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EPET student in a vacuum chamber.

A University of Hawaiʻi at Mānoa student-led team was selected to develop a small research satellite for the NASA CubeSat Launch Initiative (CSLI) planned to launch between 2024–2027. UH’s proposed CubeSat is one of eight across the nation that will launch aboard planned missions led by NASA. The CubeSats will deploy into orbit from either a rocket or the International Space Station.

Students enrolled in the earth and planetary exploration technology (EPET) certificate based in UH’s Hawaiʻi Institute of Geophysics and Planetology (HIGP) have already completed the CubeSat design and many of the spacecraft parts are already in the laboratory and tested. This year the team will complete the science payload instruments, and in 2024 they will build the spacecraft, integrate the payload, test the entire assembly and get it ready for delivery to the launch provider by the end of the year.

Cubesat sketch
Drawings of the VIA-SEEs spacecraft.

“Having NASA’s CSLI program accept our mission is a huge opportunity that all of us have been working really hard towards,” said James Crawford, a junior majoring in Earth science. “Not only does it validate our continued efforts across the [Variability in Atmosphere from Solar Energetic Events Study] VIA-SEEs team, but it also speaks volumes to the quality of the EPET program and the faculty who help us everyday along this journey.”

NASA selected student-led and managed space exploration projects for launch into Earth orbit based on the quality of the proposed science and technical feasibility of the proposed spacecraft to be built and to complete the science investigation.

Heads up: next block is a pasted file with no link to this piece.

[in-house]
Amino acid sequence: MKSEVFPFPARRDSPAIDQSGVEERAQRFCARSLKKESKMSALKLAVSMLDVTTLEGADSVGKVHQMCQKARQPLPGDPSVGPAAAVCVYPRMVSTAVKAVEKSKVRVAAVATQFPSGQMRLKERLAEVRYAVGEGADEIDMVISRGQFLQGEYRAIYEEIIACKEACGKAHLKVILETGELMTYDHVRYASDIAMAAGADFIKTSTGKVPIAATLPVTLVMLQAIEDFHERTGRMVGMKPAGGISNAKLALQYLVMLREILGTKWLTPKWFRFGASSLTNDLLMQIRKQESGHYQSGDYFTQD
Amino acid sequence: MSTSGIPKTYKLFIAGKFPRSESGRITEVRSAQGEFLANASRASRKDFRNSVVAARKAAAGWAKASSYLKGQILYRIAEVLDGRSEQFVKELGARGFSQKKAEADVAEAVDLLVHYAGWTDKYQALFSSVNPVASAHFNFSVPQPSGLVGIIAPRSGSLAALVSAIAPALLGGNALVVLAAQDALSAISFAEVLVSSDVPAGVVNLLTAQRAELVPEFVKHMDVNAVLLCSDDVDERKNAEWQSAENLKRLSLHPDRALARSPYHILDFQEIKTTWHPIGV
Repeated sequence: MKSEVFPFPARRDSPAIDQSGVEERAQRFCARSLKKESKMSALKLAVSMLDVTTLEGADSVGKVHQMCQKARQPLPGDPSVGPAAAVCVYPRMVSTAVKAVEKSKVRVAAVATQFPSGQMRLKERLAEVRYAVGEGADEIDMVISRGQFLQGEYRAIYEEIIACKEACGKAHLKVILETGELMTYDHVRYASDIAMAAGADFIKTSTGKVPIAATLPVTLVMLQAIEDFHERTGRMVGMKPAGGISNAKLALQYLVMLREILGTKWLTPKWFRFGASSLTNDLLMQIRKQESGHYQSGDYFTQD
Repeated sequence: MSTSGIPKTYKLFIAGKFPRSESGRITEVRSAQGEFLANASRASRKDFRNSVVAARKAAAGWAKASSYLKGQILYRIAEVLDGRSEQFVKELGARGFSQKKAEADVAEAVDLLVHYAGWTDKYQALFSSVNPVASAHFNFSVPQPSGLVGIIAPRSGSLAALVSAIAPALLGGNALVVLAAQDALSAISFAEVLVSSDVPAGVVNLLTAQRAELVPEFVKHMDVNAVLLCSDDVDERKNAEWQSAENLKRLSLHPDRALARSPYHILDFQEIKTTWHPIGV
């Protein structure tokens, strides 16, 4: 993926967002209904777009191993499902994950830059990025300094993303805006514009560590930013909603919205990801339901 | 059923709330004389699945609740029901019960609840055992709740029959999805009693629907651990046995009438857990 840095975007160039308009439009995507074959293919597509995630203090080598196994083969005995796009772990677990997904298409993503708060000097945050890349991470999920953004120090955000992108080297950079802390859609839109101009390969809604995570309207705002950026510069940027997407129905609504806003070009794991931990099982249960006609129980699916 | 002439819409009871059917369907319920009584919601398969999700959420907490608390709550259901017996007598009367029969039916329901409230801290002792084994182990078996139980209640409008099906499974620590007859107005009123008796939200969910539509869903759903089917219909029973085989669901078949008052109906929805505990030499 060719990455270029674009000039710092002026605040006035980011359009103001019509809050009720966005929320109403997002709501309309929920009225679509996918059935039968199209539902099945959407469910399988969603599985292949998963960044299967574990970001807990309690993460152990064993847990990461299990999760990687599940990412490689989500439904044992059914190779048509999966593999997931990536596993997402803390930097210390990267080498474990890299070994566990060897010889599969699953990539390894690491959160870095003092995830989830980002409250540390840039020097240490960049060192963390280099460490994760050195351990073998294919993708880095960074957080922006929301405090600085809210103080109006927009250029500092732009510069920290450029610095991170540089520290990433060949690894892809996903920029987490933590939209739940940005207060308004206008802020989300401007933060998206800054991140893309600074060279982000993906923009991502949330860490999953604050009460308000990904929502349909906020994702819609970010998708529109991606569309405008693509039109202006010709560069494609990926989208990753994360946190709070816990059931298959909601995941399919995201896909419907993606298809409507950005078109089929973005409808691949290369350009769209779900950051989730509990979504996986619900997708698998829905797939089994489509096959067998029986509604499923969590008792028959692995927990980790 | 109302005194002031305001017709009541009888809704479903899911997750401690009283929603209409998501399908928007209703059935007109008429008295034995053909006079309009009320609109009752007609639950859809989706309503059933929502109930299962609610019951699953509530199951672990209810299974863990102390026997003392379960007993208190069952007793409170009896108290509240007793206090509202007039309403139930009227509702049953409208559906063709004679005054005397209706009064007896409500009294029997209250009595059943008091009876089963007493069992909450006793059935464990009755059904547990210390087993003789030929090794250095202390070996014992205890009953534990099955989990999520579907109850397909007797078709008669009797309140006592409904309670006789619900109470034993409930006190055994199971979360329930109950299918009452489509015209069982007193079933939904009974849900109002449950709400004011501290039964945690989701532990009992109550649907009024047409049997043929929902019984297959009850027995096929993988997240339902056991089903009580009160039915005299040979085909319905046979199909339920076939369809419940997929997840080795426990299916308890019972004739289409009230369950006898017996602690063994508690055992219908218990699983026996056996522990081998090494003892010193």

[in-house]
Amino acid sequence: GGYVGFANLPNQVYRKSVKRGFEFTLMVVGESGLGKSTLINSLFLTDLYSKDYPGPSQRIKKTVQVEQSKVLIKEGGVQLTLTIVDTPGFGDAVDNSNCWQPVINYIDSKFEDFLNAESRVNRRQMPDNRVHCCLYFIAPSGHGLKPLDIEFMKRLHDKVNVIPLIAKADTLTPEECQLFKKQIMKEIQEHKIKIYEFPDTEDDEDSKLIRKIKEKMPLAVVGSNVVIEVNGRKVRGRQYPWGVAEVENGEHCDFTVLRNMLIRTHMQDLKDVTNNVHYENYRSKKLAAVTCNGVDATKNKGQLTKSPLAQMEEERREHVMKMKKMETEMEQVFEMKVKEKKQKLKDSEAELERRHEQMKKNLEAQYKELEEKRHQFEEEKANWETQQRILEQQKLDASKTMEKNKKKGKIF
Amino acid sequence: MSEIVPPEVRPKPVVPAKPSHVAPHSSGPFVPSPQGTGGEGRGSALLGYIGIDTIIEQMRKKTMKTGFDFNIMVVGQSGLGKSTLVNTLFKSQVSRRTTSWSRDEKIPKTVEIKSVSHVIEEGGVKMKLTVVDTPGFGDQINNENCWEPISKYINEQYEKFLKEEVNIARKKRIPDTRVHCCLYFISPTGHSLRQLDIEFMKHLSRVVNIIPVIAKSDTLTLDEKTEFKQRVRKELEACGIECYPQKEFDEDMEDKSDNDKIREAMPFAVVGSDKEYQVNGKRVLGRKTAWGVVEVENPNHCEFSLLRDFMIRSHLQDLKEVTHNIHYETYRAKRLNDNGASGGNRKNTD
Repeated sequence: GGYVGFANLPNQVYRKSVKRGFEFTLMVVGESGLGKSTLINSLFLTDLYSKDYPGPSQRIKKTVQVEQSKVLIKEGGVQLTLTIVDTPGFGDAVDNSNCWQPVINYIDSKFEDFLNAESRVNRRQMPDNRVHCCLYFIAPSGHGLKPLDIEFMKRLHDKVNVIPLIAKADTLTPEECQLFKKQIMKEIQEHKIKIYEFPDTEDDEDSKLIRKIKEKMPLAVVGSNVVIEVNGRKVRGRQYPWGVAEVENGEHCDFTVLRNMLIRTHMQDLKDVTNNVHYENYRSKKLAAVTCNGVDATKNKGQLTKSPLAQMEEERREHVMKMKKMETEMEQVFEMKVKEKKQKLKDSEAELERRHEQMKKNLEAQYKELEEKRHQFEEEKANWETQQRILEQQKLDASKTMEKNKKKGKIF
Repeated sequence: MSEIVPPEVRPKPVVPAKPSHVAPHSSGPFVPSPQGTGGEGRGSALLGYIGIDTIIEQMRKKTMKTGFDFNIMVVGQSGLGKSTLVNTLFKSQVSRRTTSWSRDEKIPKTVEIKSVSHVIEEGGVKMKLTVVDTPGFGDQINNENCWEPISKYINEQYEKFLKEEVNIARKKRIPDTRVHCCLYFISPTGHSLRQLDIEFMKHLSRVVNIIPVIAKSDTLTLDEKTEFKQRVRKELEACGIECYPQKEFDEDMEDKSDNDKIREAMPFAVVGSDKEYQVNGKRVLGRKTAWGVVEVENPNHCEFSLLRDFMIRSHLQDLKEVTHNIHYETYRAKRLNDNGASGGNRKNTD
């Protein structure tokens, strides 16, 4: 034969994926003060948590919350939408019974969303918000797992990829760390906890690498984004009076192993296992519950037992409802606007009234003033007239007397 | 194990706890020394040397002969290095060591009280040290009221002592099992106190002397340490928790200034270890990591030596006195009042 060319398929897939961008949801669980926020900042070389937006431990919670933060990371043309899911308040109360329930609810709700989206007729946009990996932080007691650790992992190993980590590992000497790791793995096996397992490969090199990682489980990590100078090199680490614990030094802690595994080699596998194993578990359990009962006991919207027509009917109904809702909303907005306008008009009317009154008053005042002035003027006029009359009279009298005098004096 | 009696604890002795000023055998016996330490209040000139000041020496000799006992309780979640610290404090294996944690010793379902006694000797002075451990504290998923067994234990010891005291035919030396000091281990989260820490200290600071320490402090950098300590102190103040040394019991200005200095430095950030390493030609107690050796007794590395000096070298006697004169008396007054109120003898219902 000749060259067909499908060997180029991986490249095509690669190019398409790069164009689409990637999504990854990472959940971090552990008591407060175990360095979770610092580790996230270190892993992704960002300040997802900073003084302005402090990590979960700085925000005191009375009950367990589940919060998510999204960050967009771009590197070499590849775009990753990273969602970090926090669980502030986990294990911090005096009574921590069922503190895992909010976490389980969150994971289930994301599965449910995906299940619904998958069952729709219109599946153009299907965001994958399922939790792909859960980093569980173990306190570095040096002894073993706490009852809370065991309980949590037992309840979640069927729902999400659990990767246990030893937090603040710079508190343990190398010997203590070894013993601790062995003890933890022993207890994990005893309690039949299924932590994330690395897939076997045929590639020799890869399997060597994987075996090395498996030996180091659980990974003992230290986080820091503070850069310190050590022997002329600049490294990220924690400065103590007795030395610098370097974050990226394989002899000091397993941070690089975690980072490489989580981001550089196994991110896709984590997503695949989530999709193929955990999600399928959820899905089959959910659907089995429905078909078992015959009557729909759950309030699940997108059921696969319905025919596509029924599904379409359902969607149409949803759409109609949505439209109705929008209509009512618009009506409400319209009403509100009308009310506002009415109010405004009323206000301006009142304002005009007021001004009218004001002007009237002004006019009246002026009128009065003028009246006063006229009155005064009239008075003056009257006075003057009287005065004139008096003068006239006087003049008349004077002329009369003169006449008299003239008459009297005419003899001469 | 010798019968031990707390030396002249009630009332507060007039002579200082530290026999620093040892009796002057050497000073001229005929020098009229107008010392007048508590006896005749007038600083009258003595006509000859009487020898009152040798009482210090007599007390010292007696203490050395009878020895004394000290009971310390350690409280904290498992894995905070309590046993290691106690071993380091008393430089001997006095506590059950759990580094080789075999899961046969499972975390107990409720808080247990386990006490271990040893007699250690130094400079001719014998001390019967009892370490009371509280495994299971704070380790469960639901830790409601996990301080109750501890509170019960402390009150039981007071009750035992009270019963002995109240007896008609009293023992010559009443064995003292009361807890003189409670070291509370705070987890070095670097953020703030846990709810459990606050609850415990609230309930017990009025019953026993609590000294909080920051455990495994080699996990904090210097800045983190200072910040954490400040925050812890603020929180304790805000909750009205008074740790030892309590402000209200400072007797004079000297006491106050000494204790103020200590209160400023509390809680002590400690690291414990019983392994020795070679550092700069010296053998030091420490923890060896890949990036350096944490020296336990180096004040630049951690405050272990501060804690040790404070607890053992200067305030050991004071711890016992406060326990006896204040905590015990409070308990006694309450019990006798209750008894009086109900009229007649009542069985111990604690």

“I never expected that I would be able to join a professional research project during my college life,” said Yan Shan Liu, a senior majoring in chemistry. “I am grateful for the opportunity to study under Dr. [Peter] Englert. He inspires me to explore space chemistry; an area I never would have thought to pursue.”

EPET offers student-managed projects

students working

The EPET program provides top-of-the-line professional education in space science and engineering. Students learn how to design and build science payloads, design science missions into space and design and build spacecraft that will be launched and operated in space to obtain new scientific results.

“The program gives undergraduate students an opportunity to engage in student-led and managed research projects,” said Englert, a professor in HIGP. “It teaches teamwork and the success suggests that the program could become a model for other areas. This is important for Hawaiʻi in that our students can now study space science and engineering at our state’s research university, and with that become part of the growing Hawaiʻi space work force.”

Completing the EPET/ME [Mechanical Engineering] program delivers more than lecture and laboratory based learning. The program is completed in addition to a major and provides science, engineering and management majors with focus studies and a certificate or concentration that qualifies them to join the space workforce.

“It is a great achievement underlining the students hard and innovative work, highlighting that they studied/learned space science and engineering well through the four course sequence, and that the EPET/ME program (and its instructors) teach the right stuff,” added Englert.

The original team members who have completed the course will recruit new members for the fall 2023 EPET/ME 301 class. The augmented team will complete and deliver the spacecraft in December 2024.

Students interested in the EPET/ME program who want to participate can enroll. To be admitted, interested students should contact Englert at

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